Weak national growth in the early 1920s and the global economic collapse of the 1930s hit Canadian banking hard. Amid these pressures, tight lending policies and branch closures helped to shore up the banks' financial position, but for the nation as a whole it had a deflationary effect and generated ill will towards the banking system. For the first time the banks also faced a credibility crisis as politicians and the general public - especially in the West - began to view the banks as economic impediments. Under Morris Wilson, president from 1934-1946, Royal Bank rebuilt both its credibility and its assets. An event of importance was the May 1928 move of the bank's head office from 147 St. James Street to the newly constructed and more accommodating 360 St. James Street building - then the tallest standing structure in the British Empire.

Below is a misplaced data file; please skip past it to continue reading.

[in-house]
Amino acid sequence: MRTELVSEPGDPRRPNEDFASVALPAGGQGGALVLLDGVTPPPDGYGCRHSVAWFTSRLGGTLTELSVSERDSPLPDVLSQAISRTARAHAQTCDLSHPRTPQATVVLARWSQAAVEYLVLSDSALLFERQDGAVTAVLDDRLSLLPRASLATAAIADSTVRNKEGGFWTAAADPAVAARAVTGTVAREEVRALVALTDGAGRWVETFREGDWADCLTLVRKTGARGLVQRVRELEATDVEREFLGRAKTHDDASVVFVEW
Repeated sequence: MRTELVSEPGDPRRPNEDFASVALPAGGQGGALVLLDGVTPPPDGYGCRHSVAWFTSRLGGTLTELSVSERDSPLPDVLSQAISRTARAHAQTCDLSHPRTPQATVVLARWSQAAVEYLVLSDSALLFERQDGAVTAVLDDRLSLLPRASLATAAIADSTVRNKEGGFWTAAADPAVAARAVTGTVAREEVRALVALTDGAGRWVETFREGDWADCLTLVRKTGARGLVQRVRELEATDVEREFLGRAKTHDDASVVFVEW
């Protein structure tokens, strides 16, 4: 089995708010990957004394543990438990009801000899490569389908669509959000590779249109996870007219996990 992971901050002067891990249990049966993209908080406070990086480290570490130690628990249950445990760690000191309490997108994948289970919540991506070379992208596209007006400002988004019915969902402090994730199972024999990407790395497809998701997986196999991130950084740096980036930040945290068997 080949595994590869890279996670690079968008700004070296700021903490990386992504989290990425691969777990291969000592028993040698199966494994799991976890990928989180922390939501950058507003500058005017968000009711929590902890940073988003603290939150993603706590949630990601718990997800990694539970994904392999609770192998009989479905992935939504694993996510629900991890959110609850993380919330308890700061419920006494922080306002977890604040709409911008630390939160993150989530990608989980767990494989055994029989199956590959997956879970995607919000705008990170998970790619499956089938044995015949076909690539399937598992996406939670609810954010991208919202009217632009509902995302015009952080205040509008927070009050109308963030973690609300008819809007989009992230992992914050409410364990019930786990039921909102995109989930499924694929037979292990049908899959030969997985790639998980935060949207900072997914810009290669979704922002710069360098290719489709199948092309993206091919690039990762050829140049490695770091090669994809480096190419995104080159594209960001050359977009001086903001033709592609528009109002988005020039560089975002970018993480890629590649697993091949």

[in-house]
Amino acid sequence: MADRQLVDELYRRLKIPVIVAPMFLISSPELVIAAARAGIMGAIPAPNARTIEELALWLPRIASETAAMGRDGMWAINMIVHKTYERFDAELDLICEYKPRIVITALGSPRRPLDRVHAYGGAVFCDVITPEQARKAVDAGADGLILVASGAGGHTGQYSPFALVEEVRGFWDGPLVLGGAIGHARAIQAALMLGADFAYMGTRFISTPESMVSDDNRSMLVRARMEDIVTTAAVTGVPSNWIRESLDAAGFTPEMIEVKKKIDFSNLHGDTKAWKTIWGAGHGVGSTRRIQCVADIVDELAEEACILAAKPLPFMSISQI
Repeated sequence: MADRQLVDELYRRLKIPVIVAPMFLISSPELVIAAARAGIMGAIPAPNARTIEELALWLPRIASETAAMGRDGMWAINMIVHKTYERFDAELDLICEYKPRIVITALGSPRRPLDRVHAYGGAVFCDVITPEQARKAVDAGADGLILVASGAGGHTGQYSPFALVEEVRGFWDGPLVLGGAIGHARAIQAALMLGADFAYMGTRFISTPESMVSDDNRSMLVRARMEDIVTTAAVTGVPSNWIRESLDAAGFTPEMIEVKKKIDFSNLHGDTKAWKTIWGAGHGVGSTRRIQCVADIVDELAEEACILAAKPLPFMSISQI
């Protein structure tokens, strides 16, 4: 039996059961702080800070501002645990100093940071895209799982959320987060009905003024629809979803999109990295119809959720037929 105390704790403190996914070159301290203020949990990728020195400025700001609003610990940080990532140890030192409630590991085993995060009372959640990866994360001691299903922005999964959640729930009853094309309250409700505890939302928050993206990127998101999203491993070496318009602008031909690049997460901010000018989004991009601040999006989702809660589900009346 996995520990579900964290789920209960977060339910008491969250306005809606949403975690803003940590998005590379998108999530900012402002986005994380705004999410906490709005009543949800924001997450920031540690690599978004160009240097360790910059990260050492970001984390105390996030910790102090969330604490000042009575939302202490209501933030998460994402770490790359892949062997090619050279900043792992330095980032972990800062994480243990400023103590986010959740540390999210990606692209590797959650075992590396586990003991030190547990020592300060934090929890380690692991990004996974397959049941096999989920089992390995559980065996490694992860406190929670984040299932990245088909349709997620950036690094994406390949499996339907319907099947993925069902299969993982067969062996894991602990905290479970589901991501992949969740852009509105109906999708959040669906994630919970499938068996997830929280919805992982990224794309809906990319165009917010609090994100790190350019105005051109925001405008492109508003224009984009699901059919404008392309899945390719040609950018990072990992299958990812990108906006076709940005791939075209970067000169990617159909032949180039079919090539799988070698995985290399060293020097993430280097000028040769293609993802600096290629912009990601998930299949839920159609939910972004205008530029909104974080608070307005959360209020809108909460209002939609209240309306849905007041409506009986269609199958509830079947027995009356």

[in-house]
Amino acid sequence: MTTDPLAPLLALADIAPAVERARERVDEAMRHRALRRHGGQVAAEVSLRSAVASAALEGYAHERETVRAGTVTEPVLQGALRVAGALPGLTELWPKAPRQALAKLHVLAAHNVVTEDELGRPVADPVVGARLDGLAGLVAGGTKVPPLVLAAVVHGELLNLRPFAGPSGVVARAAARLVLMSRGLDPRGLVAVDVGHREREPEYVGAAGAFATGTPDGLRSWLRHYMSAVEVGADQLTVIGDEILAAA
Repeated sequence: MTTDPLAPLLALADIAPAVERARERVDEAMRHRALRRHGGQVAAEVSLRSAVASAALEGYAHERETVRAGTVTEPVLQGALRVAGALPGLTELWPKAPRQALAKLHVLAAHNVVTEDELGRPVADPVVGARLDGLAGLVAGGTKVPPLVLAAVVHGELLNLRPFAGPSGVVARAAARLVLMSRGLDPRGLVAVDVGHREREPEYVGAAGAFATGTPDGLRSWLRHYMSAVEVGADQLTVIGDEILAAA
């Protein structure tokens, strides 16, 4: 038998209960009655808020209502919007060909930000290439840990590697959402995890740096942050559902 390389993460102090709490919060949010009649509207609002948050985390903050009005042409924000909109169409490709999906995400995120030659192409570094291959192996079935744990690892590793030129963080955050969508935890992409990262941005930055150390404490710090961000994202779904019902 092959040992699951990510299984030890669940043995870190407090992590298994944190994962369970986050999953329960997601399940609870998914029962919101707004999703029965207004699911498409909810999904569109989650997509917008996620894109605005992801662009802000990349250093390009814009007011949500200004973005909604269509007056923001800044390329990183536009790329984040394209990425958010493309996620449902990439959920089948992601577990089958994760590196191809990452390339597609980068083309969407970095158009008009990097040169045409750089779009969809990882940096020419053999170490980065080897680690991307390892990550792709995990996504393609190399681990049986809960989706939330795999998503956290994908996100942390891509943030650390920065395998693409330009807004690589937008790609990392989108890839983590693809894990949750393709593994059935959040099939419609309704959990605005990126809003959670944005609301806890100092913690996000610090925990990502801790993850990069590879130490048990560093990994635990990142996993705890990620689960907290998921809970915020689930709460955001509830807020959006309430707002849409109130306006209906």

Did You Know?
Did you know that the Quebec Bank issued one of Canada's earliest bank notes? The bank issued its first $10.00 bill on May 1, 1819. Until 1944, each Canadian chartered bank issued its own money in denominations of $3.00 and higher - the Canadian government was responsible for issuing $1.00 and $2.00 bills.